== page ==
Browsing: April 23

A Brief History On April 23, 1348, King Edward III of England proclaimed The Order of the Garter on the feast day of St. George, the Patron Saint of England. Originally called The Most Noble Order of the Garter, it was conceived as the highest award for chivalry in the age of knights. Today, the Order still exists, but ranks behind the Victoria Cross and the George Cross in the hierarchy of British medals. Digging Deeper As you may expect, the Order of the Garter comes from an incident concerning a woman’s garter, a mini-belt that holds up one’s stockings.…

A Brief History On April 23, 1516, the region of Bavaria, a region world famous for their wonderful beer, signed on to the Reinheitsgebot, the laws in German and former Holy Roman Empire districts that regulate the ingredients and purity of beer. Digging Deeper Although versions of this law were made as early as 1487, the 1516 Bavarian version signed in Ingolstadt is the most famous and influential of the Reinheitsgebot (meaning “purity order”) and was campaigned by Bavaria for adoption across Germany as the various German states unified in the 19th Century. The law allows for only water, hops…

A Brief History On April 23, 1985, Coca-Cola, that icon of American soft drinks, one of the  symbols of what stands for America, changed its formula! A mistake of epic proportions, eventually Coke had to bring back “Coca-Cola Classic.”  As idiotic as the decision may seem in hindsight, Coke had good reason to change the formula.  Pepsi-Cola had steadily been gaining market share, and blind taste tests proved that people preferred the sweeter Pepsi, and that people preferred an even sweeter alternative.  Still, even Fidel Castro was upset with the New Coke!  At times, otherwise smart executives make bad decisions.…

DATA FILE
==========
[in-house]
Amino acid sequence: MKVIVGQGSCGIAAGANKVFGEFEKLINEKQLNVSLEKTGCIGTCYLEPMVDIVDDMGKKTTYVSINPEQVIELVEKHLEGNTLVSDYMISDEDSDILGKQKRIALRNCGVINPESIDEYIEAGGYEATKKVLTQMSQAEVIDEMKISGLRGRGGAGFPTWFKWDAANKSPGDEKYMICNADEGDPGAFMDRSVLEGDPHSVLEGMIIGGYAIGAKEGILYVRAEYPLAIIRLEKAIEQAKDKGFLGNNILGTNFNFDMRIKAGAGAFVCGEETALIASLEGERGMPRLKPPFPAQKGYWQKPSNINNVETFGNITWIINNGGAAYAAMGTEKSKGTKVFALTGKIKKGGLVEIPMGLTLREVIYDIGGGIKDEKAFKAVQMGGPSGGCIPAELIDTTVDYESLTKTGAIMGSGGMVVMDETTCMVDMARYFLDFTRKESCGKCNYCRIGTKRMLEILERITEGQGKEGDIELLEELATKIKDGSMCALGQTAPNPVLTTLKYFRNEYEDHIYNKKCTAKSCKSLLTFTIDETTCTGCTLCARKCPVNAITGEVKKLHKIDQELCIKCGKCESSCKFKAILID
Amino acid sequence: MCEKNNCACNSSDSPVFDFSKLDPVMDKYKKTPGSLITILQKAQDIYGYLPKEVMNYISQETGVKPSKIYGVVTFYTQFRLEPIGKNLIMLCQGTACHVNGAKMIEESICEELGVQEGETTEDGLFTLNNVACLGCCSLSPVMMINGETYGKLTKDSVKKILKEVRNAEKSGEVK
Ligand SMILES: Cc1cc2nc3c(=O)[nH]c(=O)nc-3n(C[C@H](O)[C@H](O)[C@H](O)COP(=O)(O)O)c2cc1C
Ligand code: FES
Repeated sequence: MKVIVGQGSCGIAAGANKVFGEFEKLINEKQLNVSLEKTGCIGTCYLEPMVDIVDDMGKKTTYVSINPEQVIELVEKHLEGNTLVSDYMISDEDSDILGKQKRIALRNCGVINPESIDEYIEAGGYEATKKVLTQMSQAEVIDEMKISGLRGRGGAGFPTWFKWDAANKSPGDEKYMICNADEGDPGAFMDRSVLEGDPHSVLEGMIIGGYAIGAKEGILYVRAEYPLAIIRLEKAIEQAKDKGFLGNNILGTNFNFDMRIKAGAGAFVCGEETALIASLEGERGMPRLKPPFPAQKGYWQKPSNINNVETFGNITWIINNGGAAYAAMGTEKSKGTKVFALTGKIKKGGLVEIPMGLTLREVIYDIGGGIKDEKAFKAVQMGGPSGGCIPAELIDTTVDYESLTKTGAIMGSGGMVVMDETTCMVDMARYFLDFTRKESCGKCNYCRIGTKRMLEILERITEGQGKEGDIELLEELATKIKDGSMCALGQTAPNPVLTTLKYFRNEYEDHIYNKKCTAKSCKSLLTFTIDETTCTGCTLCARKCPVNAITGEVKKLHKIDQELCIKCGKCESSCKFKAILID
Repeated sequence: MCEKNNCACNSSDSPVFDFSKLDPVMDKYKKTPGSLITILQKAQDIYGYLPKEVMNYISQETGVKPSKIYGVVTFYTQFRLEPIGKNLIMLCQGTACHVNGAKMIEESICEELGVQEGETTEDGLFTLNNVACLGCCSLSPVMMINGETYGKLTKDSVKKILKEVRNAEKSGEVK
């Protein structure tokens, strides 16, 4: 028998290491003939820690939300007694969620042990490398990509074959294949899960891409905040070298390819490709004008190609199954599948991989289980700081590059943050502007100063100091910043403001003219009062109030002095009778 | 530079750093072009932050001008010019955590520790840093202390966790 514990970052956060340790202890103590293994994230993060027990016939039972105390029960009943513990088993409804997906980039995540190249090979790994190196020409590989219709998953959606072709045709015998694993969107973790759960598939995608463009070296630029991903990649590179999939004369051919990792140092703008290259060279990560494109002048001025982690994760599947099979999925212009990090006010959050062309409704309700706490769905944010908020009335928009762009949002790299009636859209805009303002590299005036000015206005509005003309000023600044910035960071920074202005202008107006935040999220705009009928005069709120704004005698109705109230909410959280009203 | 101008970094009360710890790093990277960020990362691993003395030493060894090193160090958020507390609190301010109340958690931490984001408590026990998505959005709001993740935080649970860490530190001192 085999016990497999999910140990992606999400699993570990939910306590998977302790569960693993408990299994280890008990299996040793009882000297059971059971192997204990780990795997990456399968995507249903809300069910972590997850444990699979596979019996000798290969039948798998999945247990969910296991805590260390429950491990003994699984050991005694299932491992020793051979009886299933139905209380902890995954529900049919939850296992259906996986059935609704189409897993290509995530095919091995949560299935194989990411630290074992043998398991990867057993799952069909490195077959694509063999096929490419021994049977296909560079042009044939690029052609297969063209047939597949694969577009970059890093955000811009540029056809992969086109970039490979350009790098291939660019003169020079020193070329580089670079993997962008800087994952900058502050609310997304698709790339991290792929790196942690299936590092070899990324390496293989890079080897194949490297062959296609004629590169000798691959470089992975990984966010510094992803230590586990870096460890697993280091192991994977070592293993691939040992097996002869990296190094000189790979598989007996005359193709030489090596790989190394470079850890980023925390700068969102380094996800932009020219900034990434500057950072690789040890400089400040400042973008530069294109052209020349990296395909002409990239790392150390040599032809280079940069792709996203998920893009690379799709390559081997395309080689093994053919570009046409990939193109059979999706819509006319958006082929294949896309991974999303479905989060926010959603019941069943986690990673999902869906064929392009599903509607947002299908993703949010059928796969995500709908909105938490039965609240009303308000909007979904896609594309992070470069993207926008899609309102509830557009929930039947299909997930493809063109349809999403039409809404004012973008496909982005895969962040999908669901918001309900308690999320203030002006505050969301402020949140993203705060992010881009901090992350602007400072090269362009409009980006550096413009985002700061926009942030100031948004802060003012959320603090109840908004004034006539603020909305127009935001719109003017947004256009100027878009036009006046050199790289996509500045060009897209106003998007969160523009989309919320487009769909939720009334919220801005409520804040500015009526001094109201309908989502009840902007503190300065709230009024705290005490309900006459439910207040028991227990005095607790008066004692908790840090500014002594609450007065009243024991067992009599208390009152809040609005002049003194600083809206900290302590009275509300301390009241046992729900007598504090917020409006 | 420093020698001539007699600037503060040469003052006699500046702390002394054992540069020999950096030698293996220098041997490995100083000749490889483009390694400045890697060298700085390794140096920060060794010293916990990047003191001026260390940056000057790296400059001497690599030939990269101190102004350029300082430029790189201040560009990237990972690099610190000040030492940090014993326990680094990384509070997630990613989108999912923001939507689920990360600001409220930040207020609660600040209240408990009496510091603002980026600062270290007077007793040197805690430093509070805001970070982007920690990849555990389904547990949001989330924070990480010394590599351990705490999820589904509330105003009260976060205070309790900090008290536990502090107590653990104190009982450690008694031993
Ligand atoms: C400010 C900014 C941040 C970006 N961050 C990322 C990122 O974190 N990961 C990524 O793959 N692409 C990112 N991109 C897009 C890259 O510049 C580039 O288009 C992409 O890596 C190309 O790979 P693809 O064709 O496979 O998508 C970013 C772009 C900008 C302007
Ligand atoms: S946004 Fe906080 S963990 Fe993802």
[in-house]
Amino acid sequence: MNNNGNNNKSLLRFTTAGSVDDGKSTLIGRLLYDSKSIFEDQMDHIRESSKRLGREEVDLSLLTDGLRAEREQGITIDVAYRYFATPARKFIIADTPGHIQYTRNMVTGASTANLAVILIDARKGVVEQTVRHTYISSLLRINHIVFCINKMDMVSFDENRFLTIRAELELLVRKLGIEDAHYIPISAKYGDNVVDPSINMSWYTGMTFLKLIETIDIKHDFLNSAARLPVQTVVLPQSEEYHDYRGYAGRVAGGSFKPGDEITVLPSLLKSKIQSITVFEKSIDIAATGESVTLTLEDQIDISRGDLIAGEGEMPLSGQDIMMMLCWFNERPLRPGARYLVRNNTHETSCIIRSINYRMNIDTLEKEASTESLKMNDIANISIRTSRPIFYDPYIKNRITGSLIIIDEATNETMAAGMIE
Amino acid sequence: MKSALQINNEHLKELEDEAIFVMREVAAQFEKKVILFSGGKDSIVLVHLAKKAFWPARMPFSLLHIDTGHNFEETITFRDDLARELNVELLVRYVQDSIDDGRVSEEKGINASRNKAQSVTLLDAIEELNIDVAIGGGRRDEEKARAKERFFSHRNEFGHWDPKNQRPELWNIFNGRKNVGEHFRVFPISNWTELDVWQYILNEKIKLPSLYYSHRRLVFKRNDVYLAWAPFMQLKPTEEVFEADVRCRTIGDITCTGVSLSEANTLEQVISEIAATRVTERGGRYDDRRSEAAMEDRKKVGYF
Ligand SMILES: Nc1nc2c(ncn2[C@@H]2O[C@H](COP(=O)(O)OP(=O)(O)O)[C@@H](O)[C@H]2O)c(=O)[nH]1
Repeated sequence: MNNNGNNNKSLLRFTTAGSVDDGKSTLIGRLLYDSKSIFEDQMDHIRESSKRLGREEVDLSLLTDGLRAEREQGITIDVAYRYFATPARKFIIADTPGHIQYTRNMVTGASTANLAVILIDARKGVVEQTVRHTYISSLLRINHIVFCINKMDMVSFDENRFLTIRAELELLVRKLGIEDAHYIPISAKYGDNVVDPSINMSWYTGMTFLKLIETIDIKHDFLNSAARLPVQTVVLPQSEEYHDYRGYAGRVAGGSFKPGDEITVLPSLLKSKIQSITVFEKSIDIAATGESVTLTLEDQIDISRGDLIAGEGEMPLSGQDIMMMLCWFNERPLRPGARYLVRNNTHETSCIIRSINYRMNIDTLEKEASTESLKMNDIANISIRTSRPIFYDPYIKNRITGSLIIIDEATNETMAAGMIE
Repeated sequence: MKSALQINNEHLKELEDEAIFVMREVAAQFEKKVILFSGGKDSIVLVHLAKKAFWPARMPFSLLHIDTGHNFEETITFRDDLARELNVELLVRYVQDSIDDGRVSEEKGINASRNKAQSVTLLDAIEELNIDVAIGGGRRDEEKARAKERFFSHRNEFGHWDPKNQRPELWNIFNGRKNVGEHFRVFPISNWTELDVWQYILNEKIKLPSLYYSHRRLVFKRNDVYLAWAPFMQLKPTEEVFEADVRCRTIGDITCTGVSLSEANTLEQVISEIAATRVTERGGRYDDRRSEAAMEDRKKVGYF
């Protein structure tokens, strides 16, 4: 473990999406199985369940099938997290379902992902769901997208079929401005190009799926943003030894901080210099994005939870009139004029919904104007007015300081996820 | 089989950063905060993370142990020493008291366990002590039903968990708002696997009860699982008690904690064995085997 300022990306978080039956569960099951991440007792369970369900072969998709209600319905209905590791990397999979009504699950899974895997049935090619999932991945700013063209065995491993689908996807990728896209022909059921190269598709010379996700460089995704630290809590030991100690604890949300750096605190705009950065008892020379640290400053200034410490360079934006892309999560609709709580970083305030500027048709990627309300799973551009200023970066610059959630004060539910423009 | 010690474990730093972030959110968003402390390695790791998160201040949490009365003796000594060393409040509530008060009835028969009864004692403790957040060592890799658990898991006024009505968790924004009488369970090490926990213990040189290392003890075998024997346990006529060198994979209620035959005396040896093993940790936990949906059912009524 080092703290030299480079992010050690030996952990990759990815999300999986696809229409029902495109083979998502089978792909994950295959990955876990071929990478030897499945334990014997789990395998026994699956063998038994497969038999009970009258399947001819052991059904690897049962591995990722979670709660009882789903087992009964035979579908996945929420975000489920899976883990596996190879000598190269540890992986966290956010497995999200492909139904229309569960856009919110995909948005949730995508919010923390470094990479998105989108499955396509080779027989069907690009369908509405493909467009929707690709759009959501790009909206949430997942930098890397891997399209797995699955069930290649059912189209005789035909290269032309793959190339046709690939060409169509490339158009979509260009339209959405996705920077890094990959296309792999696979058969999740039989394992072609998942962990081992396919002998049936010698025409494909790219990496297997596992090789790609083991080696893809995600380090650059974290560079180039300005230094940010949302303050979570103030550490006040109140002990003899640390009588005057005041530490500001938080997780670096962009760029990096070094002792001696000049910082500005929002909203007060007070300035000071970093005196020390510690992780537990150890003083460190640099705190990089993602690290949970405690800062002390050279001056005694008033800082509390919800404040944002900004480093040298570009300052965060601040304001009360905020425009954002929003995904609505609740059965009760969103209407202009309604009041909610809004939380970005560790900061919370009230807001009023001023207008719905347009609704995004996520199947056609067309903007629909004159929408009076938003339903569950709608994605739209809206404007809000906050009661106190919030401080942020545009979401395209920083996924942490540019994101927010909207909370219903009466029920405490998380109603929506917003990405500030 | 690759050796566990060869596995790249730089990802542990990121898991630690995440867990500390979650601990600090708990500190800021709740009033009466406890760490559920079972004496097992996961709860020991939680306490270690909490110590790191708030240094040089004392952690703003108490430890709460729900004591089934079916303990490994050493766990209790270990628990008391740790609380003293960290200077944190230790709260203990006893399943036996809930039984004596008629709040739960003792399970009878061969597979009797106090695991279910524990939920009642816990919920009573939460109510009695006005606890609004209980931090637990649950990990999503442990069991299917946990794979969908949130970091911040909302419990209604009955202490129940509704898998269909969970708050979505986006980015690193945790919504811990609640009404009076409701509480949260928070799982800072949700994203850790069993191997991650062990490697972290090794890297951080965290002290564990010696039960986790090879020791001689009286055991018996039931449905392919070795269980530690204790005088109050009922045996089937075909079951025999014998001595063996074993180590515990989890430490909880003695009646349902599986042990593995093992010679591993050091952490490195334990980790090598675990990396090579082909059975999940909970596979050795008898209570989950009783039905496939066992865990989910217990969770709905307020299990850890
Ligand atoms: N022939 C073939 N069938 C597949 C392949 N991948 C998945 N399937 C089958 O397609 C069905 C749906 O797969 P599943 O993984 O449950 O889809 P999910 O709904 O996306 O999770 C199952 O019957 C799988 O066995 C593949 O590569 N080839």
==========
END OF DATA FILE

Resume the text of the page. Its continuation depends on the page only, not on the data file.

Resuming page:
A Brief History On April 23, 1016, Edmund Ironside was crowned King of England, replacing his father Aethelred the Unready. Digging Deeper Names used to mean more than just something looked up in a book or passed down from your parents. People used to earn their names based on where they lived, what they looked like or what they accomplished. Of course, it is easiest for us in the United States to understand English names, but other societies have named people the same way.  Surely the kings noted above had “ironsides” and was “unready” for something, and the Indian (Native…

A Brief History On April 23, 1910, President Theodore Roosevelt gave one of his most famous speeches at the Sorbonne in Paris, France.  Known as the “Man In the Arena” speech, but actually titled “Citizenship in a Republic” TR contrasted the bold man of action to the “timid souls that neither know victory or defeat.”  A man of action himself, and the youngest president, Teddy Roosevelt had numerous times been in the arena.  Here are 10 reasons why Theodore Roosevelt is one of the greatest of Americans. Digging Deeper 10. The Great White Fleet. Roosevelt understood better than most politicians…